Time should be spent on learning something new. Education is endless and limitless. We are not on this planet to stagnate, but to continue searching and rediscovering ourselves. Wrong relationships may try to bruise our self-esteem and make us feel less acceptable, but we know that we can use our time in a better way instead.

8. We need to build good habits instead of spending money on wrong choices

Building good habits save us time and resources. It also helps us to feel more accomplished and worthy. Spending our money on useless things can affect our future and the genuine plans we intend to commit to.

Featured photo credit: http://www.pixabay.com via pixabay.com

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Casey Imafidon

Specialized in motivation and personal growth, providing advice to make readers fulfilled and spurred on to achieve all that they desire in life.

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Last Updated on December 10, 2019

5 Smart Reasons to Start Journal Writing Today

5 Smart Reasons to Start Journal Writing Today

Here’s the truth: your effectiveness at life is not what it could be. You’re missing out.

Each day passes by and you have nothing to prove that it even happened. Did you achieve something? Go on a date? Have an emotional breakthrough? Who knows?

But what you do know is that you don’t want to make the same mistakes that you’ve made in the past.

Our lives are full of hidden gems of knowledge and insight, and the most recent events in our lives contain the most useful gems of all. Do you know why? It’s simple, those hidden lessons are the most up to date, meaning they have the largest impact on what we’re doing right now.

But the question is, how do you get those lessons? There’s a simple way to do it, and it doesn’t involve time machines:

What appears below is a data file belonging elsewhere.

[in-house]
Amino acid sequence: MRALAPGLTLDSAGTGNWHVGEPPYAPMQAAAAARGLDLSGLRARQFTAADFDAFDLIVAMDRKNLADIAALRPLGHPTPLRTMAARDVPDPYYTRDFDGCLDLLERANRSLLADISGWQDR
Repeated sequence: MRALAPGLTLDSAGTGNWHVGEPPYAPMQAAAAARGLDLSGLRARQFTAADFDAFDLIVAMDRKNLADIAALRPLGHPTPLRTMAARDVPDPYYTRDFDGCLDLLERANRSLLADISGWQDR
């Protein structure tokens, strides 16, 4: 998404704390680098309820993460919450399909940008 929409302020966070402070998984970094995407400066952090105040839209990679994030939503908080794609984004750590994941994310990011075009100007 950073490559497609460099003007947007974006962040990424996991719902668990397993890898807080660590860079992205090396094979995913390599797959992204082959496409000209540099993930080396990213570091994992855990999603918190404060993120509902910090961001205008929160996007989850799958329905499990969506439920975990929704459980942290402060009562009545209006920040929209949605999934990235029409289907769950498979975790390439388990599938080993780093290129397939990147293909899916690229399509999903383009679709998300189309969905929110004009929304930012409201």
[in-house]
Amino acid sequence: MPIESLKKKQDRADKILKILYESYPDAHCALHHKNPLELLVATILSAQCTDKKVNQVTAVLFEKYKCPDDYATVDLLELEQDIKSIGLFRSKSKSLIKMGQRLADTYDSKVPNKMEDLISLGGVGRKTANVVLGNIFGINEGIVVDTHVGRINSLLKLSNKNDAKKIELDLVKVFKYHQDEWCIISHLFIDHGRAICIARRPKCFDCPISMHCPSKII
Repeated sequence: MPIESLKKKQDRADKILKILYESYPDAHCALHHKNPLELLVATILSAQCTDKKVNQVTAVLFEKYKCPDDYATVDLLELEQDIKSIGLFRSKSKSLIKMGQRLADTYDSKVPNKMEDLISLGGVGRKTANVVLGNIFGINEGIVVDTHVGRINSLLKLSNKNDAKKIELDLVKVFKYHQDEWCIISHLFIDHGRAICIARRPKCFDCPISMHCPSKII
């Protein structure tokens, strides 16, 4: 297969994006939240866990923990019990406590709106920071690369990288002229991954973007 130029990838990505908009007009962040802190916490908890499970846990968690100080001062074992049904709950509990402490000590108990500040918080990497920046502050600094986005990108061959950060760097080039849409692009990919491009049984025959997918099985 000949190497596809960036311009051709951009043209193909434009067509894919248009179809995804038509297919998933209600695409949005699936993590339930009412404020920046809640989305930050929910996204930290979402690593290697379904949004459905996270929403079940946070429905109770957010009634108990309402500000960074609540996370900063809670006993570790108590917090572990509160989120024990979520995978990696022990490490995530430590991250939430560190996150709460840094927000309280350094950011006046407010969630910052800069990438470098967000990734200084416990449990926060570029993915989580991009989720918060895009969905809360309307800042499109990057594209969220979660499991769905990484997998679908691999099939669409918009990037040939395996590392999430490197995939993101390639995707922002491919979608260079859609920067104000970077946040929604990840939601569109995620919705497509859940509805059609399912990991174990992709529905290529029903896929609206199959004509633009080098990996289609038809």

Journal writing.

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Improved mental clarity, the ability to see our lives in the big picture, as well as serving as a piece of evidence cataloguing every success we’ve ever had; we are provided all of the above and more by doing some journal writing.

Journal writing is a useful and flexible tool to help shed light on achieving your goals.

Here’s 5 smart reasons why you should do journal writing:

1. Journals Help You Have a Better Connection with Your Values, Emotions, and Goals

By journaling about what you believe in, why you believe it, how you feel, and what your goals are, you understand your relationships with these things better. This is because you must sort through the mental clutter and provide details on why you do what you do and feel what you feel.

Consider this:

Perhaps you’ve spent the last year or so working at a job you don’t like. It would be easy to just suck it up and keep working with your head down, going on as if it’s supposed to be normal to not like your job. Nobody else is complaining, so why should you, right?

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But a little journal writing will set things straight for you. You don’t like your job. You feel like it’s robbing you of happiness and satisfaction, and you don’t see yourself better there in the future.

The other workers? Maybe they don’t know, maybe they don’t care. But you do, you know and care enough to do something about it. And you’re capable of fixing this problem because your journal writing allows you to finally be honest with yourself about it.

2. Journals Improve Mental Clarity and Help Improve Your Focus

If there’s one thing journal writing is good for, it’s clearing the mental clutter.